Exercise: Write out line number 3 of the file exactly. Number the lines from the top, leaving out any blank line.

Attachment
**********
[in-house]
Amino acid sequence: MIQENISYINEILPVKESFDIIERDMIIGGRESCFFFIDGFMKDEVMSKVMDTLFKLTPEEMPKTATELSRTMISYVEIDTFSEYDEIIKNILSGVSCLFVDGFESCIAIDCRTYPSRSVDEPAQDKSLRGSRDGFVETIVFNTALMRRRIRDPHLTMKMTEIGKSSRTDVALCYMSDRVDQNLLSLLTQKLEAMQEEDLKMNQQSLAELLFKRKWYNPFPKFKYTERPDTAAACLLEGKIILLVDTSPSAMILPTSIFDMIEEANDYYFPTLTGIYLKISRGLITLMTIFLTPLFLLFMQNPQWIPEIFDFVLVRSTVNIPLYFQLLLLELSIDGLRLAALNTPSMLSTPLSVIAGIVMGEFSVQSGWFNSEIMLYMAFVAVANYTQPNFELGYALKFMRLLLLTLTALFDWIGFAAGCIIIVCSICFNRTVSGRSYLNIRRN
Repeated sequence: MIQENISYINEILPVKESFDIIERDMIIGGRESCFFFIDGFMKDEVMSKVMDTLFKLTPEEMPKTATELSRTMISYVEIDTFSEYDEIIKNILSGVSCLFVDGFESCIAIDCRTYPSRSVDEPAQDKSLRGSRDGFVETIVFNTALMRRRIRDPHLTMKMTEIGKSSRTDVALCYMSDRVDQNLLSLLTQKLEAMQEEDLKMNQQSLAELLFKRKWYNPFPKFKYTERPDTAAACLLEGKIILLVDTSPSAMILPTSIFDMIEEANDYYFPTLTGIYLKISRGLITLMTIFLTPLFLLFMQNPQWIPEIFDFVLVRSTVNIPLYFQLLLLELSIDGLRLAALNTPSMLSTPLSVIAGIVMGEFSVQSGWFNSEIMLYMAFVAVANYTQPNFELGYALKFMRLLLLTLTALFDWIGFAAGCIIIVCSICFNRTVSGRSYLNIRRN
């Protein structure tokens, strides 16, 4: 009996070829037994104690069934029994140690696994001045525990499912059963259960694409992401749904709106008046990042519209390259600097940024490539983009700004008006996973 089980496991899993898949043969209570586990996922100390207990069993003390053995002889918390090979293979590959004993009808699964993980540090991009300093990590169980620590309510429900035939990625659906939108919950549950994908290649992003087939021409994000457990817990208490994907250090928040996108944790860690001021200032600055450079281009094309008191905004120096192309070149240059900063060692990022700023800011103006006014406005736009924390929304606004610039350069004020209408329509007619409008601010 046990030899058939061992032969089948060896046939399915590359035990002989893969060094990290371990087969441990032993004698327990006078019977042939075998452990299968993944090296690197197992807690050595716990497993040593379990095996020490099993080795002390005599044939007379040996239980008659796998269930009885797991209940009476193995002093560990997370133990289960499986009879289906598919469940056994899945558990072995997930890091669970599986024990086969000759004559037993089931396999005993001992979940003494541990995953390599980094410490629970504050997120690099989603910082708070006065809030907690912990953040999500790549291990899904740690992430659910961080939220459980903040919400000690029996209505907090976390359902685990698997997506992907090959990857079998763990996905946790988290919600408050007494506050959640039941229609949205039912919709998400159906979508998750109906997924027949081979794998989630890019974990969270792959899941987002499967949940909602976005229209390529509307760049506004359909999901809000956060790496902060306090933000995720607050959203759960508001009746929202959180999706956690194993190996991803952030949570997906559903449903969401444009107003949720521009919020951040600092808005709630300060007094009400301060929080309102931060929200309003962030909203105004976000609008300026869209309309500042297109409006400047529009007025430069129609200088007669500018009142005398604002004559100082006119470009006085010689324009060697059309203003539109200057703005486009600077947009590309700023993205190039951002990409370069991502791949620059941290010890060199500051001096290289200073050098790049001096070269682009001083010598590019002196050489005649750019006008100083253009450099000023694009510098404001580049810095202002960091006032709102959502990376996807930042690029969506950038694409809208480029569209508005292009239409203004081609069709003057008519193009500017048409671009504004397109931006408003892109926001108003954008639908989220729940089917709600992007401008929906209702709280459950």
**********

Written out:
Repeated sequence: MIQENISYINEILPVKESFDIIERDMIIGGRESCFFFIDGFMKDEVMSKVMDTLFKLTPEEMPKTATELSRTMISYVEIDTFSEYDEIIKNILSGVSCLFVDGFESCIAIDCRTYPSRSVDEPAQDKSLRGSRDGFVETIVFNTALMRRRIRDPHLTMKMTEIGKSSRTDVALCYMSDRVDQNLLSLLTQKLEAMQEEDLKMNQQSLAELLFKRKWYNPFPKFKYTERPDTAAACLLEGKIILLVDTSPSAMILPTSIFDMIEEANDYYFPTLTGIYLKISRGLITLMTIFLTPLFLLFMQNPQWIPEIFDFVLVRSTVNIPLYFQLLLLELSIDGLRLAALNTPSMLSTPLSVIAGIVMGEFSVQSGWFNSEIMLYMAFVAVANYTQPNFELGYALKFMRLLLLTLTALFDWIGFAAGCIIIVCSICFNRTVSGRSYLNIRRN